20. 26. Investigations <ul><li>Imaging </li></ul><ul><li>Plain Radiography </li></ul><ul><li>Dilatation of a part of the colon (early) </li></ul><ul><li>Thumbprinting, pseudopolups ( ?UC) </li></ul><ul><li>Hose-like with loss of haustrations </li></ul>
  21. 28. Investigations <ul><li>Barium Enema </li></ul><ul><li>Acute stage ( spasm associated with thickening and blunting of the mucosal folds. Multiple mucosal thumbprinting) </li></ul><ul><li>With progression of mucosal edema, the folds become thickened and ill defined. </li></ul><ul><li>The final outcome is a long stricture with proximal bowel dilatation. </li></ul>
  22. 31. Investigations <ul><li>Plain radiographic findings may be entirely normal, particularly early in the disease. </li></ul><ul><li>However, the results of barium enema are abnormal in 90% of patients with IC </li></ul>
  23. 32. Investigations <ul><li>CT </li></ul><ul><li>Depicts changes in the blood vessels ,also changes in the bowel wall. It may show: </li></ul><ul><li>Thromboembolism in the mesenteric vessels </li></ul><ul><li>Irregular narrowing of the bowel lumen (thumbprinting) </li></ul><ul><li>Possible bowel dilatation proximal to the ischemic segment of the bowel </li></ul><ul><li>Pneumatosis suggests transmural infarction . </li></ul>
  24. 33. Investigations <ul><li>MRI </li></ul><ul><li>Sensitivity of MRI in the detection of bowel ischemia is comparable to that of CT. </li></ul><ul><li>MRI may be useful in depicting bowel-wall changes and in demonstrating mesenteric vascular abnormalities </li></ul>
  25. 34. Investigations <ul><li>U/S </li></ul><ul><li>Bowel gas frequently affects visualization </li></ul><ul><li>The bowel wall becomes thickened, and nodular and intramural hemorrhage and edema give rise to areas of reduced echogenicity. </li></ul><ul><li>Echogenic areas may be seen in the bowel wall; these may reflect either areas of infarction infiltrate or clot </li></ul>
  26. 35. Investigations <ul><li>Colonoscopy </li></ul><ul><li>The procedure of choice if the diagnosis remains unclear </li></ul><ul><li>Findings at colonoscopy depend on the stage and severity of ischemia. </li></ul>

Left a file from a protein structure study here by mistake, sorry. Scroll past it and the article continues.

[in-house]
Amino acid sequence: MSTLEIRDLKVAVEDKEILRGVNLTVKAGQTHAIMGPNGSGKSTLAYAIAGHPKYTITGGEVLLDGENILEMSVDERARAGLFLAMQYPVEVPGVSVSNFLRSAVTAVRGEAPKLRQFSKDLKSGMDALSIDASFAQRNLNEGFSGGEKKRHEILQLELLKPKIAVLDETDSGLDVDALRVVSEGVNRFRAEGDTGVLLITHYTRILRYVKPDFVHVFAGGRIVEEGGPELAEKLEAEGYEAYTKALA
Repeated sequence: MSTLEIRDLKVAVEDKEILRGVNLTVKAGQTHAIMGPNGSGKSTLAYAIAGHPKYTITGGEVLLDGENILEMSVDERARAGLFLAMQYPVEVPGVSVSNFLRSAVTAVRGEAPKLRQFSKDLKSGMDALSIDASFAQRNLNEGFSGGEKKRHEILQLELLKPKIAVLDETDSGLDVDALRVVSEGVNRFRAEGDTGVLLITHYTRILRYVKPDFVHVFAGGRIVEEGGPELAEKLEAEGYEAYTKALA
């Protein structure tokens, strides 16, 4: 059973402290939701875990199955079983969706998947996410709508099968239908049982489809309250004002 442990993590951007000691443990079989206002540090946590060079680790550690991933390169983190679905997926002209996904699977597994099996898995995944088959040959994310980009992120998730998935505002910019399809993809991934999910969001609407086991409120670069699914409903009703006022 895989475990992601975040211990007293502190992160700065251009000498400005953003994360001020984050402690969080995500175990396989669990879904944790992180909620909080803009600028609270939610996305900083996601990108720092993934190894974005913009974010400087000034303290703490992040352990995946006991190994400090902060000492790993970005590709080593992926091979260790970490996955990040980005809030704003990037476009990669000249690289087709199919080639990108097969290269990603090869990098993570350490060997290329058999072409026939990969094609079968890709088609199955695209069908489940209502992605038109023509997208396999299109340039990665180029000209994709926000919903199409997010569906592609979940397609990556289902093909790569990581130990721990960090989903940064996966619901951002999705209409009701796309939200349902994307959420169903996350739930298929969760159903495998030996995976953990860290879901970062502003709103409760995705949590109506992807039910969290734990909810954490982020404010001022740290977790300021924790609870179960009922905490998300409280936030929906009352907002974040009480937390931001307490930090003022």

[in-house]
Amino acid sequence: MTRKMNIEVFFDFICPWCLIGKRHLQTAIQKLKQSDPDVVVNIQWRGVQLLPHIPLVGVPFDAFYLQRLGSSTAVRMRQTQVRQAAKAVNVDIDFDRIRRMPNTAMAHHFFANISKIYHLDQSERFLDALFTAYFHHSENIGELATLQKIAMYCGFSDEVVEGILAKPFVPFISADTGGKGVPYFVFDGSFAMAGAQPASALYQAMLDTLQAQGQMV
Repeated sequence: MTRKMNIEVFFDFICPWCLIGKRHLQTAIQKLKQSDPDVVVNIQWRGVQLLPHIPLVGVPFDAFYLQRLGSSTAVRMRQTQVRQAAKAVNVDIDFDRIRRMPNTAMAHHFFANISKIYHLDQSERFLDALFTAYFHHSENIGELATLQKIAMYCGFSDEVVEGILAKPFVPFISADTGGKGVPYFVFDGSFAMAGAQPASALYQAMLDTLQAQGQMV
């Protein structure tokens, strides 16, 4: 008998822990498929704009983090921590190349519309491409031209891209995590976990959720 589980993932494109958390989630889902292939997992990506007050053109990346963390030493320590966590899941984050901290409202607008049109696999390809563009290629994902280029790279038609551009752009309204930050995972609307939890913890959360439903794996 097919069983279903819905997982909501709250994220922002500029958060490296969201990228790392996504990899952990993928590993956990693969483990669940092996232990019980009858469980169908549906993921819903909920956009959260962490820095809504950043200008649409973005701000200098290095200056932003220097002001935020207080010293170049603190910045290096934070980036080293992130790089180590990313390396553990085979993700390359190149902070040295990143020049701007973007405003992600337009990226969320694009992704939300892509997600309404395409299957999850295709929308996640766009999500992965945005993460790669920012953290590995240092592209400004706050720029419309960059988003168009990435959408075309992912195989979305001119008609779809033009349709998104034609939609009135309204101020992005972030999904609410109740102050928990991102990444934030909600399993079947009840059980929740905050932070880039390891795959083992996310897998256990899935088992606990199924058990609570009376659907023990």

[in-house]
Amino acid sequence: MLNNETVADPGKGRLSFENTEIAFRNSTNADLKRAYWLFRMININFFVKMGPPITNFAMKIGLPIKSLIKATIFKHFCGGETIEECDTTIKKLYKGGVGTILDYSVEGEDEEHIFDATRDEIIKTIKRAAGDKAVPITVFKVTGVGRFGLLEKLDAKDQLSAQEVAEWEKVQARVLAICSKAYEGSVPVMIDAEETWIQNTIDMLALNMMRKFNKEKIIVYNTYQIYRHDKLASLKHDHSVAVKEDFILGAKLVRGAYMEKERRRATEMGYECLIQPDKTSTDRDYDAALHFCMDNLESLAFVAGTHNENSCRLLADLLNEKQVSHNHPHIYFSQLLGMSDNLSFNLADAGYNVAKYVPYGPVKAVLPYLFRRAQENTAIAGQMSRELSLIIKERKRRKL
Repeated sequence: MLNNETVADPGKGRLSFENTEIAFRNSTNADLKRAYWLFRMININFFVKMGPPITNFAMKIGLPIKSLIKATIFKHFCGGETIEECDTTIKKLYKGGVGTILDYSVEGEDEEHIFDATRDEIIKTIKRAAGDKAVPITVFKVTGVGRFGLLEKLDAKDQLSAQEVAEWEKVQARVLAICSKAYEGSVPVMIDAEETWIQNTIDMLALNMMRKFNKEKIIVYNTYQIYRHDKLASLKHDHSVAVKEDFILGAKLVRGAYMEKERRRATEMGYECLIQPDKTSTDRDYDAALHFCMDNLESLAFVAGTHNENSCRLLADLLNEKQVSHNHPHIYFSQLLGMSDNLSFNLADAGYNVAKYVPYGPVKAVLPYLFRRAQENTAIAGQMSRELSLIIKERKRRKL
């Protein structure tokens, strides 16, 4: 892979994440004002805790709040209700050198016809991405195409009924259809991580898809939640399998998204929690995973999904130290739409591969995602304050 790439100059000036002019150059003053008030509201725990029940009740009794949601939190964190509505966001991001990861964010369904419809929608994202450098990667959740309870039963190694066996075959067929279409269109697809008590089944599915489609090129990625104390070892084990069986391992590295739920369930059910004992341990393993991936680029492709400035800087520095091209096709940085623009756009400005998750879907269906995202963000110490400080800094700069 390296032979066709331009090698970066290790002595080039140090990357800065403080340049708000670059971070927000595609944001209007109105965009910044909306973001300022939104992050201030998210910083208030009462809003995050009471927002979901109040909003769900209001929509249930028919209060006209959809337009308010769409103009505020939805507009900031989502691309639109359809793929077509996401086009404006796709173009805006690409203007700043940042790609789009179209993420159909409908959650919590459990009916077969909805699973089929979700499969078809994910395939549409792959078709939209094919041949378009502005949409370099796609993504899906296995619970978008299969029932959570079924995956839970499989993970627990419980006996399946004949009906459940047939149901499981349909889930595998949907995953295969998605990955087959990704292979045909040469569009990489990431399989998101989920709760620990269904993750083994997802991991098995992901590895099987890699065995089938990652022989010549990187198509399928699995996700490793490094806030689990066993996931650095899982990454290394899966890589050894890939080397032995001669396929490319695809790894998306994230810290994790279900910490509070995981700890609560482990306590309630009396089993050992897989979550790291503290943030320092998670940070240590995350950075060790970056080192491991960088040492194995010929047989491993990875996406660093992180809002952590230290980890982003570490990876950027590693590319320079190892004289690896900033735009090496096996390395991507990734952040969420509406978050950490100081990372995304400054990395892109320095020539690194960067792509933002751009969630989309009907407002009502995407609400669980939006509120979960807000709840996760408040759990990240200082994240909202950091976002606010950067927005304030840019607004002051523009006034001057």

27. 36. Investigations <ul><li>Early stages of ischemia, petechial hemorrhages are interspersed with areas of pale, edematous mucosa. </li></ul><ul><li>Later , segmental erythema, +/-ulcerations and bleeding </li></ul>
  28. 37. Investigations <ul><li>- The colon single-stripe sign, a single longitudinal ulcerated or inflamed colon strip, may characterize milder disease </li></ul><ul><li>With more severe ischemia , the mucosa appears cyanotic, dusky, gray, or black. </li></ul><ul><li>- Chronic ischemia is characterized by stricture, decreased haustrations, and mucosal granularity may occur several weeks or months later </li></ul>
  29. 40. Management <ul><li>Treatment of the patient is dictated by the severity of the ischemia . </li></ul>
  30. 41. Management <ul><li>Transient Ischemia </li></ul>Treated symptomatically Observation with Bowel rest, IVF, O2 and optomise cardiac function 2. Partial thickness ischemia -Close observation, IVF, broad-spectrum antibiotics -If stricture develops and is symptomatic, resection may be required. 3. Full thickness infarction Surgical resection
  31. 42. Management <ul><li>Full thickness/Gangrenous infarction </li></ul><ul><li>Approximately 20% of patients with IC will require surgery because of peritonitis or clinical deterioration despite conservative management </li></ul><ul><li>Emergency resection of non viable bowel is required and colostomy is usually required. </li></ul>
  32. 44. Management <ul><li>At laparotomy, all affected bowel is resected, and the mucosa of the specimen is examined in OR to ensure normal surgical margins. </li></ul><ul><li>Questionably viable areas of colon are generally resected unless extensive are left intact and a second-look operation is planned 12 to 24 hours later. </li></ul>
  33. 45. Management <ul><li>Primary anastomosis is usually not performed </li></ul><ul><li>A colostomy is formed with the proximal colonic loop , the distal loop is either exteriorized as a mucous fistula or closed to form a Hartman pouch. </li></ul><ul><li>Despite resection, the mortality rates exceed 50% in those with infarcted bowel </li></ul>
  34. 46. Management <ul><li>Despite resection, the mortality rates exceed 50% in those with infarcted bowel </li></ul>
  35. 47. Reference <ul><li>Bailey and Love's Short Practice of Surgery by Norman S. Williams. </li></ul><ul><li>Clinical Surgery by Alfred Cuschieri. </li></ul><ul><li>Ischemic Colitis: A Clinical Review </li></ul><ul><li> by Bryan T. Green, 2005 </li></ul><ul><li>http://www.medscape.com/viewarticle/500161_1 </li></ul><ul><li>Ischemic Colitis Ali Nawaz Khan (Updated: Apr 28, 2008) http://emedicine.medscape.com/article/366808-overview </li></ul>
  36. 48. Thank You